Talking Screens, A Week In Chicago Film, July 21-27, 2023
The pictures, they’re big this week, starting with “Barbie” and “Oppenheimer,” or “Oppenheimer” and “Barbie,” we’ll know just how big in a couple of weeks.
Part of the beauty of Christopher Nolan’s “Oppenheimer” is that it is as big as the universe and as contained as one man’s troubled heart. I saw it in a superb 70mm projection, and big and loud, I’d say, is the way to go. “Oppenheimer” opens Friday, July 21 in multiple formats including 70mm at several locations including River East, ShowPlace ICON and The Music Box.
“They worked on the script during the pandemic, when doubt plagued the future of the communal cinema experience,” writes Alex Moshakis in the Observer in one of the Greta Gerwig profiles going around before the onset of the actors’ strike. “There was this sense of wanting to make something anarchic and wild and completely bananas,” Gerwig says, “because it felt, like, ‘Well, if we ever do get to go back to cinemas again, let’s do something totally unhinged.’ The anarchy of Gerwig’s ‘Barbie‘ comes from ‘the deep isolation of the pandemic,’ she says, ‘that feeling of being in our own little boxes, alone.'” Our review is here. “Barbie” is now playing in theaters.
Writer-director Savanah Leaf’s immersive Sundance debut feature, “Earth Mama,” is an understated poetic assemblage of image, sound and dialogue, conveying the efforts of a pregnant, twenty-four-year old single mother in San Francisco to extricate her two children from the care system of the Bay Area. It’s lyrical grit. “I don’t care if y’all don’t care if I do make it,” a woman says early on. “It’s my journey; it’s nobody else’s journey. Nobody is going to walk with these shoes I got on my feet.” Its understated intimacy is stirring. “Earth Mama” opens Friday, July 21 at Siskel.
Tony Award-winner Ben Platt (“Dear Evan Hansen”) and Molly Gordon star in the comedy “Theater Camp” as best friends since childhood who are now drama instructors at a rundown camp in upstate New York. Property values could close the place, forcing the staff and students to stage “a masterpiece to keep their beloved summer camp afloat.” Opens Friday, July 21 at River East and Landmark Century.
Steven Soderbergh’s dropped a micro-series, “Command Z” (written by Kurt Andersen, Larry Doyle and “Sam Lowry”), in the most recent skein of output that includes the Max series “Full Circle” (written by Ed Solomon), streaming on his Extension 765 website. Eight episodes comprising feature length.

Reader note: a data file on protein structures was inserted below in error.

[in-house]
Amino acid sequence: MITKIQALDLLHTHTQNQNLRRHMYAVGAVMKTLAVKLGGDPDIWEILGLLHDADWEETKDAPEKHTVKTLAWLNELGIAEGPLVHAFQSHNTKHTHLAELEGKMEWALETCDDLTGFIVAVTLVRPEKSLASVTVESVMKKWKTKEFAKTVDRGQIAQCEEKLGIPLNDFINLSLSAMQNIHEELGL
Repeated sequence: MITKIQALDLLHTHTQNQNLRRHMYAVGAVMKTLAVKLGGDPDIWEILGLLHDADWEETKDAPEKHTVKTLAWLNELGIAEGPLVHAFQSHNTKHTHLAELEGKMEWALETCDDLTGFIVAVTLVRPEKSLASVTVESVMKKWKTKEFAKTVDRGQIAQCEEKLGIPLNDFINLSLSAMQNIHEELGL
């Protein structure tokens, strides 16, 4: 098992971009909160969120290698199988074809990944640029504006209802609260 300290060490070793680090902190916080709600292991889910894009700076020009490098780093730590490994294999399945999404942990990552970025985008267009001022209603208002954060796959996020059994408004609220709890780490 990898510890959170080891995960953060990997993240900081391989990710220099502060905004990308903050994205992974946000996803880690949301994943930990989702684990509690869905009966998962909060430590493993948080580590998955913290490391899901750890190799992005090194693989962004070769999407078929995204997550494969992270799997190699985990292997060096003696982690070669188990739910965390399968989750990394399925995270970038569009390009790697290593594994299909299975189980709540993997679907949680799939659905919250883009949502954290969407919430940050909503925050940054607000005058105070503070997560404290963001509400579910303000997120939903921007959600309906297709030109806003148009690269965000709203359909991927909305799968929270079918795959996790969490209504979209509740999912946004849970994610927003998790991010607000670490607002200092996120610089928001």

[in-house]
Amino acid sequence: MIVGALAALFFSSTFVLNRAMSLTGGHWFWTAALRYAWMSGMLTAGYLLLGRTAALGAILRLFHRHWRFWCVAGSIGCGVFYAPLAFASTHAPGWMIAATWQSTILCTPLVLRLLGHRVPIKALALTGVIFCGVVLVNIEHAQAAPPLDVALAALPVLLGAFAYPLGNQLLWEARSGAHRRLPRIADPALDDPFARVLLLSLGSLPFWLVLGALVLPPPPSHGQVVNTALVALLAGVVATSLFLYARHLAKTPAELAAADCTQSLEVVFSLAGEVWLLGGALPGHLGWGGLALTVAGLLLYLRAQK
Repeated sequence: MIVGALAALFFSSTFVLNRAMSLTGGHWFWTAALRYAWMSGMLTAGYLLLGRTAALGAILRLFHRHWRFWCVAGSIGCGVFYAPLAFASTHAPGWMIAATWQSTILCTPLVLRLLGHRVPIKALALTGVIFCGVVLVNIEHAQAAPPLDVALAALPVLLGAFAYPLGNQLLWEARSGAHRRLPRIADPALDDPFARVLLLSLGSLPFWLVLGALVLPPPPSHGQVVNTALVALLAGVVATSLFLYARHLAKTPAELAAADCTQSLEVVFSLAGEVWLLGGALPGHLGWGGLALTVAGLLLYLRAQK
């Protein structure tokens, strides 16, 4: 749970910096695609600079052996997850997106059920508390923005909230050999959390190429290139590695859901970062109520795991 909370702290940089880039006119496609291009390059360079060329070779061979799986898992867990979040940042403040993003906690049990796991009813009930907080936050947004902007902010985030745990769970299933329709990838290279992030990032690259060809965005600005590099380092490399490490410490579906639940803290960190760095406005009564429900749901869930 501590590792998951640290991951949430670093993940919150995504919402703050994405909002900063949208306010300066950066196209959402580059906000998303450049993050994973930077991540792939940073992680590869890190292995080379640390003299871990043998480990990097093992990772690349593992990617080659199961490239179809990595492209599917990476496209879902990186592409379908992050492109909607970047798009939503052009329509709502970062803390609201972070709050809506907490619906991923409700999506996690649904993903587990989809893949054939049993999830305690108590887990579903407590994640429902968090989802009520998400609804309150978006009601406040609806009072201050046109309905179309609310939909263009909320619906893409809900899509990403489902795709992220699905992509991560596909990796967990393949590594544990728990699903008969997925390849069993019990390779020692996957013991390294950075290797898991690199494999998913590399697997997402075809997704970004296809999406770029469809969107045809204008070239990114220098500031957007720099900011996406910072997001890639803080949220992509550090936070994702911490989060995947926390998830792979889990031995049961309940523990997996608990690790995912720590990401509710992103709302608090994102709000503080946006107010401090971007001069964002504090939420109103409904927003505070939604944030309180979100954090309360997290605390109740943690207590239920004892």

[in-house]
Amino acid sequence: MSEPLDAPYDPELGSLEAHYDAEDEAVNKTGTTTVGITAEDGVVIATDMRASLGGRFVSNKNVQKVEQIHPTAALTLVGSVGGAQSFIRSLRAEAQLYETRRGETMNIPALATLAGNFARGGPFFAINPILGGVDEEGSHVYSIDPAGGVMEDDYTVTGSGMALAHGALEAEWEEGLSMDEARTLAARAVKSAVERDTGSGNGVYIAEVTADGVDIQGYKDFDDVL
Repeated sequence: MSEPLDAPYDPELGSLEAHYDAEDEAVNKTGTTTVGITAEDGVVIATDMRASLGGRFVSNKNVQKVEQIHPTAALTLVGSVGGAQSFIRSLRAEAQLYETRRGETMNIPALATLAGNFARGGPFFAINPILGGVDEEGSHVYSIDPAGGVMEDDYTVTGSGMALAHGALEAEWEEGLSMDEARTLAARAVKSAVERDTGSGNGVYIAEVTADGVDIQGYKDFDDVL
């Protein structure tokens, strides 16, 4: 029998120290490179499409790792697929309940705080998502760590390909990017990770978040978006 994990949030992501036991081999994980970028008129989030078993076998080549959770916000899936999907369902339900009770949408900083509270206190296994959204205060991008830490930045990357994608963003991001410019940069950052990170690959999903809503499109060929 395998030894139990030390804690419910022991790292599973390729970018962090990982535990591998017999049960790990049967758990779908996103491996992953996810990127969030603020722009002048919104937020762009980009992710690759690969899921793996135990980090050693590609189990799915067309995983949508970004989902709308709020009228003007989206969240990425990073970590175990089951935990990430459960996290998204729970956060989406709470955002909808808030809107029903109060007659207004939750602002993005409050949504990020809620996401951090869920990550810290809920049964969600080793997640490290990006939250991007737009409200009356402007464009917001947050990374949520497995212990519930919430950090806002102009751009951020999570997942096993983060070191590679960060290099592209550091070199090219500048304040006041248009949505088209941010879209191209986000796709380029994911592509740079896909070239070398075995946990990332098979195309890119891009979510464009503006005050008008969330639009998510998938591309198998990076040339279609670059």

Joe Swanberg presents “Cuddly Toys” with writer-director-lead Kansas Bowling in person at The Davis. It’s her second indie feature, which the director-impresario describes as a “modern-day Mondo movie” and “a cross between ‘Bye Bye Birdie’ and ‘Faces of Death'” shot on 16mm in a vintage educational-short style. (Bowling played one of the Manson girls in “Once Upon A Time… In Hollywood.”) “Joe has seen it upwards of ten times and likes it more with each viewing” and will lead the Q&A afterwards. Tickets here.
Repertory attractions described below include FACETS’ “Anime Auteurs” series with “Cowboy Bebop,” FACETS, Friday, July 21, 7pm; “Quince Tree Sun” (also known as “Dream Of Light”) is a patient film from a patient man, who made but five films in his career, one per decade; and Russ Meyer and Roger Ebert’s “Beyond the Valley Of the Dolls.”
Twentieth Century Fox released a crazed would-be youthquaker, “Beyond The Valley Of The Dolls” in 1970, by then-forty-eight-year-old Russ Meyer in league with then-twenty-eight-year-old screenwriter Roger Ebert. What does this studio oh-fuck-it movie tell us about the film industry in 1970? Almost nothing! With song scores and music performances, vigorous widescreen pre-MTV cutting and madcap, quip-a-matic, underground-a-sonic would-be hipness, musical melodrama “Beyond” captures what was on the mind of Ebert and Meyer in that moment (other than the female breast), as well as hapless studio executives who managed to let pass what is now considered not strange, but stylized, not trashy, but an inspired semi-exploitation picture. As the velveteen host atop hosts Z-Man declares at one of his blow-outs, “This is my happening and it freaks me out!” Prepare, too, to be freaked out. “Doc Films, Friday, July 21, 7pm and Saturday, July 22, 4pm.
“In the fall of 1990, the celebrated Spanish painter Antonio López García decides to create a new work. Subject of his still-life: a sun-drenched quince tree in his backyard,” encapsulates the Eastman Museum of Victor Erice’s wondrous masterpiece. “Lopez turns out to be a most meticulous artist. Before he starts painting, he carefully measures the tree and pinpoints special points of interest. His idea and desire is not only to paint the tree, but also to capture the fleeting moment of morning sunlight sliding along the juicy autumnal fruits. He patiently tries, fails, tries again, fails better—all while time passes and seasons of the year change. ‘The Quince Tree Sun,’ existing in that special territory beyond the categories of fiction and documentary, is a sublime portrayal of nothing less than the ideas of art and inspiration themselves. It is also a portrayal of the inevitable passing of time and humans’ yearning for beauty.” Chicago Film Society at NEIU, Wednesday, July 26, 7:30pm.